Next week, you’ll have a chance to give feedback on MCPS’ new superintendent in Gaithersburg, and meet your Board of Education members in Burtonsville.
Montgomery County Public Schools’ search for a new superintendent is underway, and to collect community feedback, they’re holding a series of public forums around the county. Parents, students, staff, and community members will be able to talk to representatives from the executive search firm MCPS is using to find a new superintendent and discuss their hopes and wishes for the school system’s new leader.
The next one is this Tuesday, March 10 at 7pm at Gaithersburg High School, located at 101 Education Boulevard in Gaithersburg. Unfortunately, there won’t be another forum in East County; there were meetings at Eastern Middle School in Silver Spring and Walter Johnson High School in Bethesda in last week, but a scheduled forum at Paint Branch High School in Burtonsville was cancelled due to snow. If you’d like more information, or can’t attend the meeting in Gaithersburg and want to share your thoughts with the decision-makers who’ll hire the next superintendent, visit the MCPS website.
However, the Board of Education will be coming to Paint Branch on Thursday for a cluster meeting, the first one in four years. You’ll be able to talk to board members about issues affecting East County schools, including the superintendent search, the school system’s persistent achievement gap, next year’s budget, and other concerns. That meeting will be on Thursday, March 12 from 7 to 9pm at Paint Branch High School, located at 14121 Old Columbia Pike in Burtonsville. For more info, contact Larry Edmonds, Paint Branch cluster coordinator, at 240/381-3984 or by email at larrye14 at verizon dot net.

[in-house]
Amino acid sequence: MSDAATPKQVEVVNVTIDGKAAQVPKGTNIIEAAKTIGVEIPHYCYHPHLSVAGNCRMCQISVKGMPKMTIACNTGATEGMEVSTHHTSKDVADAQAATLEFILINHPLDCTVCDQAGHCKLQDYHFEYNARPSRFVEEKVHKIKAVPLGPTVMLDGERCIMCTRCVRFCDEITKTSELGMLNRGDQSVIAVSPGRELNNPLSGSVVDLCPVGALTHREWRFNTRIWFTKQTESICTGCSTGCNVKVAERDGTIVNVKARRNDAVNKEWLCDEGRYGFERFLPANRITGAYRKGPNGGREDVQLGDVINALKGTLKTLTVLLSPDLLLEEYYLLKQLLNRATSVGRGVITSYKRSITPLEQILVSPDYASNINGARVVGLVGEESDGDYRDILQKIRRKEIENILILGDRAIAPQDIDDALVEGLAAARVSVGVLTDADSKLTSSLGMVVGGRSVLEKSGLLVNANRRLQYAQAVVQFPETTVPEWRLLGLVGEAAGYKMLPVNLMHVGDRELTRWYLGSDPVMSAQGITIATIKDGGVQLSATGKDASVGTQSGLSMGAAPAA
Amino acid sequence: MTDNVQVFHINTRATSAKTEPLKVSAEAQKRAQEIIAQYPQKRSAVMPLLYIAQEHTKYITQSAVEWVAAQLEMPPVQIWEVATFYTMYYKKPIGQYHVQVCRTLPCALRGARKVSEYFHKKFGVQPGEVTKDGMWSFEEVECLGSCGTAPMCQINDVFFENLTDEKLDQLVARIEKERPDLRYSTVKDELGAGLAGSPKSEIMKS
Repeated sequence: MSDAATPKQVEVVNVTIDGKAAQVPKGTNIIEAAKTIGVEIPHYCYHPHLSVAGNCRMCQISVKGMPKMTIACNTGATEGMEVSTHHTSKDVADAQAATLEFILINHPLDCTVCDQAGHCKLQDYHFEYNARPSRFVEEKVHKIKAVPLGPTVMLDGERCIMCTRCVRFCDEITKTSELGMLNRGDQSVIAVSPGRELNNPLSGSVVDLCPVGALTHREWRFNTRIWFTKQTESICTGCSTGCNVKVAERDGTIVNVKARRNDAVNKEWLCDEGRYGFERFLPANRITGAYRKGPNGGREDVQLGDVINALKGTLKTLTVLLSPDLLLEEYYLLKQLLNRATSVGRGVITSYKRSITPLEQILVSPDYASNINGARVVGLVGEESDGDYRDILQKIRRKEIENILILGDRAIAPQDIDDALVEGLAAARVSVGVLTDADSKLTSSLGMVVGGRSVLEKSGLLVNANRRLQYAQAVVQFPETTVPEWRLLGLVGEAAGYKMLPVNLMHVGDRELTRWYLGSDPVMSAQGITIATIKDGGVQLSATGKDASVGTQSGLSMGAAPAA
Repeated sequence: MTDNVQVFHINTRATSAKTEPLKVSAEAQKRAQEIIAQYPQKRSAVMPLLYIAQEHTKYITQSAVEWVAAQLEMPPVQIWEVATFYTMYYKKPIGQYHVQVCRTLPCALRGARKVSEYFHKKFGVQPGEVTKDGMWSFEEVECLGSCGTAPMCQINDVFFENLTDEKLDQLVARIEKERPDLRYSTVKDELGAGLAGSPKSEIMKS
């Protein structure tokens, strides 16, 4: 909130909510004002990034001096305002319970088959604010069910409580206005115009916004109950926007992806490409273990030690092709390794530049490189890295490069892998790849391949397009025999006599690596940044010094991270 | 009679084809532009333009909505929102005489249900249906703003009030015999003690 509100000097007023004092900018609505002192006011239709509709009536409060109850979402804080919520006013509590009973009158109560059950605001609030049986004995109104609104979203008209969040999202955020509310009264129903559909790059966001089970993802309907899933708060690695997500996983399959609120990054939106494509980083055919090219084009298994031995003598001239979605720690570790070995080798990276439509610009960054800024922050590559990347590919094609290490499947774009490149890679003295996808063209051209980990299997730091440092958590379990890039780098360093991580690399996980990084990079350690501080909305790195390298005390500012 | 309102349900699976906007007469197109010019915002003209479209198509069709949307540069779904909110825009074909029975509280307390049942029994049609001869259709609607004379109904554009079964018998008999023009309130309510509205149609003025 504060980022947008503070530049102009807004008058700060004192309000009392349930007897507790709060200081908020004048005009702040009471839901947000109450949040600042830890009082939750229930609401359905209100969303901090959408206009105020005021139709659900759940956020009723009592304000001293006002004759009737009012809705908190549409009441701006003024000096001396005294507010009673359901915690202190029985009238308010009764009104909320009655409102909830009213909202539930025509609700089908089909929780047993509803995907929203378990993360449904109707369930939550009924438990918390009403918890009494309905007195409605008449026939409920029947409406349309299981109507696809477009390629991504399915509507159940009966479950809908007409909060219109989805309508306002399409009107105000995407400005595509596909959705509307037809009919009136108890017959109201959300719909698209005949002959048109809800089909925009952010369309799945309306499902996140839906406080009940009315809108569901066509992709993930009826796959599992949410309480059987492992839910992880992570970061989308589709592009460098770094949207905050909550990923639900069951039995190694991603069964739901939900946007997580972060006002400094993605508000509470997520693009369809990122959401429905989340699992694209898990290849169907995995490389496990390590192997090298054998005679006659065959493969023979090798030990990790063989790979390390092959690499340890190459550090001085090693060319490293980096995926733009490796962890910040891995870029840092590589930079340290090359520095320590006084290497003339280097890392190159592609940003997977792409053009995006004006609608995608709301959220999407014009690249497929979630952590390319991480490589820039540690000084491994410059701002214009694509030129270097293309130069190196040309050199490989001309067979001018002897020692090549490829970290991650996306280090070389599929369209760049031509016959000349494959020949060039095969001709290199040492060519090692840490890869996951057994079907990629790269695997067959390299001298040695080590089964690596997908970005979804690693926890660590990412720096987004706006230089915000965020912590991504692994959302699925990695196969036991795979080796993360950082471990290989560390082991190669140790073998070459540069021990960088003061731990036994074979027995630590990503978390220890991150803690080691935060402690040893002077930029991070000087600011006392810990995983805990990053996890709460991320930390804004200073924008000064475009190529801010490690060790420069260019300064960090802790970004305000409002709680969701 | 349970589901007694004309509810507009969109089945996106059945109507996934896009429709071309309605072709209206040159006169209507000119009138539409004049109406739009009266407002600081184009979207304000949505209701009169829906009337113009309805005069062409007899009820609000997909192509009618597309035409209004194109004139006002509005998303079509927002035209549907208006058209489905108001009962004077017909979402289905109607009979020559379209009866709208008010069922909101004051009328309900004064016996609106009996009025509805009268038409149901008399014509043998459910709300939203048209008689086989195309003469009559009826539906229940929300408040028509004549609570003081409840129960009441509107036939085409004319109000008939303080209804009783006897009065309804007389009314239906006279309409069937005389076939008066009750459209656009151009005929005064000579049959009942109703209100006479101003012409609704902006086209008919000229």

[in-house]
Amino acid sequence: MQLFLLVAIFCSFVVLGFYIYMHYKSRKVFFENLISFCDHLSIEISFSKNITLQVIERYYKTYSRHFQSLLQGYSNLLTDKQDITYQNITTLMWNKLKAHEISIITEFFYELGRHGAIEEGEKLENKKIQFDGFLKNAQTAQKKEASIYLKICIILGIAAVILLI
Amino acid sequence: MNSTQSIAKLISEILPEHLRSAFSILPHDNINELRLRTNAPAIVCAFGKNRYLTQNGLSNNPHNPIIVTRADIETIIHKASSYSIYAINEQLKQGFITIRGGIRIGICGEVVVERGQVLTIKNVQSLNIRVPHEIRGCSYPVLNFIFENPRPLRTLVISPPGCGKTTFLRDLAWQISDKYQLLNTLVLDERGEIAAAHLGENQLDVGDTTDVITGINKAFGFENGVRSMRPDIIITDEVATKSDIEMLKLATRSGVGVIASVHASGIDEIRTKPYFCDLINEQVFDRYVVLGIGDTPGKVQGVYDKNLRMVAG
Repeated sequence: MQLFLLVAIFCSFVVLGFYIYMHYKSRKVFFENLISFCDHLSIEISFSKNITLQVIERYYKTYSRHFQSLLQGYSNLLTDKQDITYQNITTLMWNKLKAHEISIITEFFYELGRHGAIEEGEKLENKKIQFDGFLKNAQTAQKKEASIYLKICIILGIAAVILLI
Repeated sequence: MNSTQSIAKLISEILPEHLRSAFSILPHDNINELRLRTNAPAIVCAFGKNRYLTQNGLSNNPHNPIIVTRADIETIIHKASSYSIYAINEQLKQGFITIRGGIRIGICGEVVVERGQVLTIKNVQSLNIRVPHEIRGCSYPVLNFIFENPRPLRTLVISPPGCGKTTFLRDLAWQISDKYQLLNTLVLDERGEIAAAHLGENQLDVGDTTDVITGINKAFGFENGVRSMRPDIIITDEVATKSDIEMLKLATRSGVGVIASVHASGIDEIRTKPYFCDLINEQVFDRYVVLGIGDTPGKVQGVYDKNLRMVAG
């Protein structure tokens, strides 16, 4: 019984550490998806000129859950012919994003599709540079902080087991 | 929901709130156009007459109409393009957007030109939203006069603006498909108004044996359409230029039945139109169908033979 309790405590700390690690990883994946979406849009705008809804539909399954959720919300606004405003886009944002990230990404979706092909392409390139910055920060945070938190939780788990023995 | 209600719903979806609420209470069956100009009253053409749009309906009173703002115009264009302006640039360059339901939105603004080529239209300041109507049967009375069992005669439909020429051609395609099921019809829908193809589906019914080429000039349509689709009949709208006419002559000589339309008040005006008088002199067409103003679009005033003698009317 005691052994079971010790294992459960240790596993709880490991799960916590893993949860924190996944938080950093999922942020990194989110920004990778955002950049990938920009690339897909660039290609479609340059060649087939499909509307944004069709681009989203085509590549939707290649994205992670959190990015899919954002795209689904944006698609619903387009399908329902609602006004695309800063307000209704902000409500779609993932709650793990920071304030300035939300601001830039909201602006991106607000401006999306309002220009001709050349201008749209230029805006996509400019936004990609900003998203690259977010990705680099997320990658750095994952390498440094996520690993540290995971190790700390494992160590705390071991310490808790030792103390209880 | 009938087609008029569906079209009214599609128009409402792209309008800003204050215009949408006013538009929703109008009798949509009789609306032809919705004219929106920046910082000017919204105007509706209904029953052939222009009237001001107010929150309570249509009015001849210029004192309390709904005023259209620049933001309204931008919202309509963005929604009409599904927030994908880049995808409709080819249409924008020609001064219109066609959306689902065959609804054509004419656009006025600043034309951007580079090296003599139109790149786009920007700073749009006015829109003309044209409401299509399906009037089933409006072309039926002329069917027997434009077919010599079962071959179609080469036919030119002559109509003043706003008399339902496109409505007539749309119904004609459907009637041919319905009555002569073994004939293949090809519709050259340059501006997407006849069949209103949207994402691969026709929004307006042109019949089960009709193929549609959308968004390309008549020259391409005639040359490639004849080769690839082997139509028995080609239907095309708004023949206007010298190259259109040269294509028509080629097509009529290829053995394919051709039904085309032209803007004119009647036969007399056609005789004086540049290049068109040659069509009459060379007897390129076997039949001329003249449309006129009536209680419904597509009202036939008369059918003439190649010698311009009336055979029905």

Several hundred students, teachers and school administrators, parents, and local officials marched on Rockville yesterday in a call to close the growing achievement gap between white and Asian and black and Hispanic students in Montgomery County Public Schools.
The Minority Scholars Program, a student-driven initiative to close the achievement gap, began organizing the march several months ago. The group began at Walter Johnson High School in Bethesda eight years ago as a way to reach out to minority students, and has since expanded to 10 other high schools in the county, including Northwood, Springbrook, and Wheaton. Organizers say the program has “data to support its success” in increasing the academic eligibility and honor roll placement of minority students.
About 400 people marched from the Carver Center, once the county’s black high school under segregation and now the MCPS central office, down Rockville Pike and North Washington Street. Students chanted and held signs with slogans like “Close the Gap,” as drivers honked their horns in approval. The march ended at Courthouse Square for a festive rally on the steps of the county courthouse with music and dancing.
Organizers hope the march will raise awareness about the achievement gap and spur the community to action. “For years, we have been watching and waiting and hoping and wishing for something to change,” said Mike Williams, a teacher at Walter Johnson who helped start the Minority Scholars Program.